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Thursday, 21 March 2013

Thursday, March 21, 2013 Posted by Hari No comments Labels:
Posted by Hari on Thursday, March 21, 2013 with No comments | Labels:

Barclays quietly announces £38.5m fat cat bonuses on busy budget day, hoping nobody notices
Barclays promised it was "changing" after being fined £290m last year for its role in the Libor-rigging scandal. But it has just awarded its investment bank chief Rich Ricci £17.5m and CEO Antony Jenkins £5.3m. Ricci’s payday was dwarfed by the £44m he collected in 2010. Barclays were accused of sneaking out its news on budget day, in the hope that the media wouldn't notice. GUARDIAN

(But did Rich Ricci notice? £44m in 2010, £17.5m now? Probably not...)

Morrisons wants government to crack down on big corporates that dodge tax
Dalton Philips, CEO of the supermarket giant, said he was concerned about the tax transparency of other large corporates who were dodging tax, giving them an unfair trading advantage, and wanted the Government to require those operating here to disclose payments. ‘We believe that this will encourage those companies that are concerned about their reputation to ensure they pay their fair share,’ he said. DAILY MAIL

(“Our reputation, eh? How about we used a fraction of the dodged tax to pay for another glossy marketing campaign saying how much we love you all,” said a chorus of the marketing directors of all the tax dodging corporates...)

UK water companies avoid paying tax using £3.4bn loophole
Water companies are loading up with debt to offset profits and avoid tens of millions in tax. One third of the money we pay for our water bills now goes on paying the debt interest and dividends. Meanwhile, water bills are rising by 3.5% on average to £388 a year, for “infrastructure investment”. The UK Treasury nearly closed the “Eurobond loophole” last October, then decided against it. When asked to criticise the tax dodge, Ofwat preferring to focus on its job as the water regulator, saying “…if companies don’t deliver, we take action. In the last seven years, companies have had to pay out more than £550 million [in fines], from their own pockets, where they have let customers down.” TELEGRAPH

(Errr… and how does that money get into their own pockets, Ofwat? Of-Twat, more like it...)

Tenants use payday loans to pay rent
One quarter of the private tenants surveyed said they have had rent increases averaging £300 in the last year as wages remain stagnant. Almost two thirds are struggling to pay their rent or have fallen behind. So tenants are resorting to "drastic" measures such as using payday loans and credit cards to pay their rent. Some desperate parents have been forced to borrow cash from their children. TELEGRAPH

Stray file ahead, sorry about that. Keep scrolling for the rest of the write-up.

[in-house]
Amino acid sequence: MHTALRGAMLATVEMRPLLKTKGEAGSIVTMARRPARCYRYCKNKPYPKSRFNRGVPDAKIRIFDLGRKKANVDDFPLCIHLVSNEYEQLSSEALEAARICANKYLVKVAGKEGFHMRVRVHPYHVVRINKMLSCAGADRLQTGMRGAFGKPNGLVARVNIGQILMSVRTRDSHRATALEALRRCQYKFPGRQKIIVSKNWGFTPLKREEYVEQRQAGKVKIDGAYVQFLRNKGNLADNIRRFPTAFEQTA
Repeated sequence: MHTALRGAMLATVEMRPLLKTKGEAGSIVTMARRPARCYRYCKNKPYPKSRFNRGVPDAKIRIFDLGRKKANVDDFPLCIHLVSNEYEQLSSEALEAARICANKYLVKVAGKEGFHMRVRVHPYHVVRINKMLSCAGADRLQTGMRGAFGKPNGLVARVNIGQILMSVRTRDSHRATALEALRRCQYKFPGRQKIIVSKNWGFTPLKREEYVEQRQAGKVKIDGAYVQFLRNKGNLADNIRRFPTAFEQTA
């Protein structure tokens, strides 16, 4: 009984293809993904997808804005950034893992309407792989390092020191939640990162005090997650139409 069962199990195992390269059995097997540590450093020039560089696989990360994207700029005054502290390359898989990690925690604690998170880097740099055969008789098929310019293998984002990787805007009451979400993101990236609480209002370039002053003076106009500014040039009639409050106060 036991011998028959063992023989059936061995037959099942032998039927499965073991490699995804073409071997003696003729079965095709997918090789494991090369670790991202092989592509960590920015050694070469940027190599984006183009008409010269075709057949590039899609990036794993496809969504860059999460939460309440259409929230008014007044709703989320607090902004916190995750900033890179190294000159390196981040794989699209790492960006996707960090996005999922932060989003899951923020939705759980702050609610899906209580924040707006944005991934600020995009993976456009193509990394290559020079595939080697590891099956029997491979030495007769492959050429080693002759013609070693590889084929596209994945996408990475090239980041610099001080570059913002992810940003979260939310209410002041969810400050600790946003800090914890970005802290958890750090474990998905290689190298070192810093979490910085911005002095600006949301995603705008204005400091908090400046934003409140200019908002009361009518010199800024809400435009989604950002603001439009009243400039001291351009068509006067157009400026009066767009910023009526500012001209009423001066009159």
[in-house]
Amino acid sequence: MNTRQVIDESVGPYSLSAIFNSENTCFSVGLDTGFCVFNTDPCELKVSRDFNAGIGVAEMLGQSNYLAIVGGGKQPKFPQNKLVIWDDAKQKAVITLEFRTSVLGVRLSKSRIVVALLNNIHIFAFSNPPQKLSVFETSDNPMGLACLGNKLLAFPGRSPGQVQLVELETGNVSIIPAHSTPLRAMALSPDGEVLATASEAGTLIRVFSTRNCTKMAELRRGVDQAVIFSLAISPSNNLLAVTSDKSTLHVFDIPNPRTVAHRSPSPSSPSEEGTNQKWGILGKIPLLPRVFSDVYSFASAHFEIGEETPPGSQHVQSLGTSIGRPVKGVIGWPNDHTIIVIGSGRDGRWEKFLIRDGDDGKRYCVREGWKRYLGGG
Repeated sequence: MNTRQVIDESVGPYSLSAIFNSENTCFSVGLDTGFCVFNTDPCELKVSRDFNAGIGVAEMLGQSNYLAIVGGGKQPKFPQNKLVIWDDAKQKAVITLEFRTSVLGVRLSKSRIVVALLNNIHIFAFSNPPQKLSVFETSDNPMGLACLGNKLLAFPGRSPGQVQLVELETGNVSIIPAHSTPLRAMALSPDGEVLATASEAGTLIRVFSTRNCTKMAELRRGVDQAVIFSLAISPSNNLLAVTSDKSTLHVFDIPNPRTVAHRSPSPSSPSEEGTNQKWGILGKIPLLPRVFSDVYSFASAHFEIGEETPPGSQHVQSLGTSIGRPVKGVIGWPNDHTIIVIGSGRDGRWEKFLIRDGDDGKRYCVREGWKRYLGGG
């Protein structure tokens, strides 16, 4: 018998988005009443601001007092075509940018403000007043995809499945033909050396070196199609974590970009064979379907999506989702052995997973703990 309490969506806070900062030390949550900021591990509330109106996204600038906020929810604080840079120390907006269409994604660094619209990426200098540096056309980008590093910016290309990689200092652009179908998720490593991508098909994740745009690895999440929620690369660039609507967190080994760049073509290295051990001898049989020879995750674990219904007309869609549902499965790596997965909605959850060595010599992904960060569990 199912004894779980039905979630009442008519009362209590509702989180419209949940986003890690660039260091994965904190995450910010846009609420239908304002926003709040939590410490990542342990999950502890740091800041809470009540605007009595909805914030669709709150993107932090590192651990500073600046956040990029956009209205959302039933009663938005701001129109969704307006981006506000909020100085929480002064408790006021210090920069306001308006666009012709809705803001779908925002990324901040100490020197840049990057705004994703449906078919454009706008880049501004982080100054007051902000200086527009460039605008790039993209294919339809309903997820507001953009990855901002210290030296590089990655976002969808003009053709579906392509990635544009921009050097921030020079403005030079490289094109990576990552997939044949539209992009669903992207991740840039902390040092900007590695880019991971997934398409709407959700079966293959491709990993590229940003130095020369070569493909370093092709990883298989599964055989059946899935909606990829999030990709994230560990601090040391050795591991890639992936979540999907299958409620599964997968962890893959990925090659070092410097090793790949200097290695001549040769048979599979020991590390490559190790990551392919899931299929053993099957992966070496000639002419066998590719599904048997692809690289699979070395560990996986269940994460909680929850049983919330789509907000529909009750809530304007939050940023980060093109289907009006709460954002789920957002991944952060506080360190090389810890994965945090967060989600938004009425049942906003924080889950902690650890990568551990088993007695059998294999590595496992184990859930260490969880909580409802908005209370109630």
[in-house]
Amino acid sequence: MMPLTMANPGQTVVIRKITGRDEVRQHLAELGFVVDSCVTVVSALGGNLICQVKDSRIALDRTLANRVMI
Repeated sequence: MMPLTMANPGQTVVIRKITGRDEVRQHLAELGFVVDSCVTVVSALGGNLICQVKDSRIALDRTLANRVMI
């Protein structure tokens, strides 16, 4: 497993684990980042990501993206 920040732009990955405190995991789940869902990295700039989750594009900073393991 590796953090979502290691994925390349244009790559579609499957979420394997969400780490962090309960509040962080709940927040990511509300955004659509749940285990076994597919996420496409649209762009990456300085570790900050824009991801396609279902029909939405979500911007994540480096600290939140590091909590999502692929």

(All together now with the government’s Plan A mantra: “It’s immoral to have our children pay for a crisis we created!”)

Payday lender shut down by OFT over identity fraud
MCO Capital has become the first payday lender to be shut down by the Office of Fair Trading, after it failed to stop fraudsters taking out loans using more than 7,000 stolen identities. The firm had been writing to people asking unequivocally for repayment, despite knowing they may not have taken out the loans. It had simply ignored OFT requests to stop this practice. The OFT first started action against MCO Capital in the summer of 2012, over four years after it began trading. GUARDIAN

("Like any good fraud, the point is simple. It’s not to avoid getting shut down. It’s to make as much money as you can before you get shut down. Hey, you might not get shut down at all!" said hundreds of other other payday lenders...)

Retail Prices Index (RPI) “will no longer be designated as a national statistic”
The Office of National Statistics (ONS) has downgraded the importance of the RPI inflation measure, in favour of CPI. CPI is almost always lower than RPI. Pressure group Save Our Savers said: "By manipulating the measures used to report inflation, [the chancellor] is able to reduce Government spending that is index-linked to it. The fact that inflation is also eroding the value of Britain's savings seems to be of no concern to him at all." TELEGRAPH

(NEWS LATEST: ONS downgrades “statistics” in favour of “lies” and “damned lies”…)

Botnet "fake clicks" costs advertisers $6m a month
Security researchers have discovered a web botnet programme which is costing display advertisers around $6m (£3.9m) per month by falsely viewing billions of pages and adverts on about 200 sites owned by a small group of publishers. The suspicion is that the botnet has been created by those publishers and/or related ad agencies to earn money from the clicks. GUARDIAN

HSBC faces new money laundering claims in Argentina
Argentina has alleged that HSBC used "fake receipts" to facilitate money laundering and tax evasion, and launder 392m pesos (=$77m or £50m). Last year, HSBC agreed to pay US authorities $1.9bn (£1.2bn) in a settlement over money laundering, the largest paid in such a case. BBC NEWS

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